If you traveled you would learn that behavior that is unacceptable in your country may be acceptable elsewhere. (The person pointing out something to you with his middle finger is not being rude or offensive.)

If you traveled you would learn that people are different in different cultures.  You may grasp the fact, intellectually, without ever leaving your hometown.  But, without traveling, without meeting new people, seeing new places, experiencing new cultures, you won't understand it.

Without understanding it, we are doomed to thinking that our own culture is the best and we have a right and duty to help the rest of the world see the error of their ways.  We know that, once enlightened to the superiority of our ways, these lesser cultures will be forever grateful.

Does anyone know how many different countries/cultures know that theirs is the best?  And feel pity on anyone not blessed to be 'one of them'?

I can think of at least 6…..

Kind of scary isn't it?

One more thing – I often hear about 'being true to the red, white and blue' – in reference to the national flag.

Does anyone know how many countries can say that?

28

Twenty-eight different countries wave the 'red, white and blue.

On a lighter note…..

You all know about the famous or infamous 'rude' French waiters, right?

Did you all know that there is no French word for 'rude'?

Are you all still enjooying our other favorite spring vegetable?

Pasta with Pea Pods
Pasta with Snow Peas and Cherry Tomatoes

A colorful Pasta Primavera – or spring pasta dish. Don't start the sauce until the pasta is cooking, it only takes 10 minutes and you don't want it over-cooked.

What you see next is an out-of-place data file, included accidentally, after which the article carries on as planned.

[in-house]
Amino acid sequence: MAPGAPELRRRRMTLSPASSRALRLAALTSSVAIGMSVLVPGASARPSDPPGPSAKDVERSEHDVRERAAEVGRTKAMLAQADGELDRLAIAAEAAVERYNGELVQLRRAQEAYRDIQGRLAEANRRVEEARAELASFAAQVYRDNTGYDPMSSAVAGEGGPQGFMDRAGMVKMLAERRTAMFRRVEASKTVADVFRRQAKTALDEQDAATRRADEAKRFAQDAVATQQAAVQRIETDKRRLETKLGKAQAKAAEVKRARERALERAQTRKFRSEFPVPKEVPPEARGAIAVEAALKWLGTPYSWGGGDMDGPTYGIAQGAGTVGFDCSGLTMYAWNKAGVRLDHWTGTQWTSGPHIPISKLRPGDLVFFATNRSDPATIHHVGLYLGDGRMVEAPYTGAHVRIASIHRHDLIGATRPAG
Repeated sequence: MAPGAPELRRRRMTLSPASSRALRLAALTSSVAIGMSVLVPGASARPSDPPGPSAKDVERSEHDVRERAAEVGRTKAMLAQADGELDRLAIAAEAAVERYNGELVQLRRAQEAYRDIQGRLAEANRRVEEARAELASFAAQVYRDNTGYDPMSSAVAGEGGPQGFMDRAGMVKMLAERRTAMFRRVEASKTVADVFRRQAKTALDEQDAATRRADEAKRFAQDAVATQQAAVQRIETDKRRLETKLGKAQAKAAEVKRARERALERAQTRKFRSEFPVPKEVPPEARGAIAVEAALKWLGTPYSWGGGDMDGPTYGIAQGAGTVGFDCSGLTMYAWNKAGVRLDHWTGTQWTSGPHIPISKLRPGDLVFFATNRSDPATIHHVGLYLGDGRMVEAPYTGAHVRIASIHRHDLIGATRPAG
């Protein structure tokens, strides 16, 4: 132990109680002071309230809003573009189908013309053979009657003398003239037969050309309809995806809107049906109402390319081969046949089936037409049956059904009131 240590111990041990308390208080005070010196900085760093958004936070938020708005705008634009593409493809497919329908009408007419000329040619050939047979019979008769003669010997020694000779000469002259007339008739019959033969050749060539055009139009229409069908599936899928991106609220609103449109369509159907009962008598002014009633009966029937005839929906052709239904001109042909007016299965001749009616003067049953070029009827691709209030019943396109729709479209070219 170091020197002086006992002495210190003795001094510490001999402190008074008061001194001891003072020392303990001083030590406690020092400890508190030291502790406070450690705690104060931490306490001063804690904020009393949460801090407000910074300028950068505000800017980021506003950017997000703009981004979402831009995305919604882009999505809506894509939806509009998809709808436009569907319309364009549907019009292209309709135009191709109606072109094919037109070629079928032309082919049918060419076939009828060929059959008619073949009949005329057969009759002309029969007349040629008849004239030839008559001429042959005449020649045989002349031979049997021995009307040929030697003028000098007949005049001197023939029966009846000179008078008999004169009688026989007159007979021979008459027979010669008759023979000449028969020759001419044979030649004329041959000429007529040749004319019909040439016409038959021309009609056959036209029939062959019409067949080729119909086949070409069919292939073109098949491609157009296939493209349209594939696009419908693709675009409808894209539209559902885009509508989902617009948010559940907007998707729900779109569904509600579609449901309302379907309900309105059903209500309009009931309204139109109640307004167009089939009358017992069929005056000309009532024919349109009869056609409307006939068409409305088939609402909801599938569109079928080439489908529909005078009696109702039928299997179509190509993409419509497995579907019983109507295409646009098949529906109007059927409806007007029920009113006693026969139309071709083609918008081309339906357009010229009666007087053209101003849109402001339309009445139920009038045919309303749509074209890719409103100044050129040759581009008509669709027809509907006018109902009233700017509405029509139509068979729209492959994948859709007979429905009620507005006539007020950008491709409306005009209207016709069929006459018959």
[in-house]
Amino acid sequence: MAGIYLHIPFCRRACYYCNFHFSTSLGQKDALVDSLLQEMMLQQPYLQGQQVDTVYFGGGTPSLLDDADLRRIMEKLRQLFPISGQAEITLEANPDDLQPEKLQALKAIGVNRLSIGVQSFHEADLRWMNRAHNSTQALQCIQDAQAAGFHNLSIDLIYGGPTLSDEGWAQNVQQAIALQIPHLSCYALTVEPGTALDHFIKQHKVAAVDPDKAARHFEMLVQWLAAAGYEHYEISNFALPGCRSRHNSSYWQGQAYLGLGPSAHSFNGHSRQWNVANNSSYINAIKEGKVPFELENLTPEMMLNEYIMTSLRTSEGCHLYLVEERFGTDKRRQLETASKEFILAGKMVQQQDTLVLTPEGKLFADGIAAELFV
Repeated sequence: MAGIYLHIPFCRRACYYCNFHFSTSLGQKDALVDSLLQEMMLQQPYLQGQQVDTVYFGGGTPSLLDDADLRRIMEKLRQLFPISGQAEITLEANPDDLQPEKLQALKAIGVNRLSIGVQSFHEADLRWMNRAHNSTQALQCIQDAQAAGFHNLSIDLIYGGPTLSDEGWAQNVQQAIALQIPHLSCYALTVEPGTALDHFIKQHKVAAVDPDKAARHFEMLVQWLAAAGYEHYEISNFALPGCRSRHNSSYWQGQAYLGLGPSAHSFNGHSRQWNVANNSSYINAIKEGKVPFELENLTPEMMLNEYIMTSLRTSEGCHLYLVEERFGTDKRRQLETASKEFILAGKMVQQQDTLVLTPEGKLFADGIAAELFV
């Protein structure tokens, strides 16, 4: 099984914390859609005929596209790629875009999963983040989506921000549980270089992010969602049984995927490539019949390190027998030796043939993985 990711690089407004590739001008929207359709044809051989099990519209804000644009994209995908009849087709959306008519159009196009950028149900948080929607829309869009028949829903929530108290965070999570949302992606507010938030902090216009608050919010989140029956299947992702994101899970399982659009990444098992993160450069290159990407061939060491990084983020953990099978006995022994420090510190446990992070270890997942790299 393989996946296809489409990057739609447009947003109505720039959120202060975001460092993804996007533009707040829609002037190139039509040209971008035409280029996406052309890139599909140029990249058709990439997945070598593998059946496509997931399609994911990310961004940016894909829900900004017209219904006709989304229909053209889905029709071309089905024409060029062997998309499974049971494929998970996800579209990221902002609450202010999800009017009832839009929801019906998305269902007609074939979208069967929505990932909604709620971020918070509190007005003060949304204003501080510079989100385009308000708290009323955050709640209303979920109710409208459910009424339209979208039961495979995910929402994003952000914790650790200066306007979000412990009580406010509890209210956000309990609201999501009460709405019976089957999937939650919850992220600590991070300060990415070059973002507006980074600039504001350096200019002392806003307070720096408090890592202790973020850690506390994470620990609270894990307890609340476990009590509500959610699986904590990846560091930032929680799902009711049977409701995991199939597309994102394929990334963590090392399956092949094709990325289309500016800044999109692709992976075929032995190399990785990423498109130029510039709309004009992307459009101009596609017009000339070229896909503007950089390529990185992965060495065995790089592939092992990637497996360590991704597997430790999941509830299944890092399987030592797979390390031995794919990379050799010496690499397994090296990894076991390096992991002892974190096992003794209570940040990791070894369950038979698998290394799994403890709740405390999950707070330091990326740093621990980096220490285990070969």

1 cup pasta, bite-size
5oz (150gr) mangetout, snow peas
3 green garlic   substitute green onion
1/2 cup (3oz, 90gr) cherry tomatoes
2 tbs fresh parsley
2 tbs fresh chives
2 tsp olive oil
1/2 cup (4oz, 120gr) chicken stock
1/3 cup (1.5oz, 45gr) shredded cheese

Cook pasta according to package directions. Drain
Trim and slice green garlic. Trim and slice snow peas in thirds. Cut cherry tomatoes in half. Snip herbs.
After pasta has started cooking: Heat olive oil in a large skillet. Add green garlic and sauté 3 minutes, until starting to get tender. Add snow peas and sauté 2 minutes longer. Add stock, herbs and bring to a simmer. Add drained pasta and stir to combine. Add cherry tomatoes, stir, put into a large serving bowl. Sprinkle with cheese, serve.

I am so looking forward to indulging in lots and lots of pasta and risotto over the next two weeks.  You may all be jealous!

8 thoughts on “Pasta with Cherry Tomatoes and Pea Pods; Travel as education”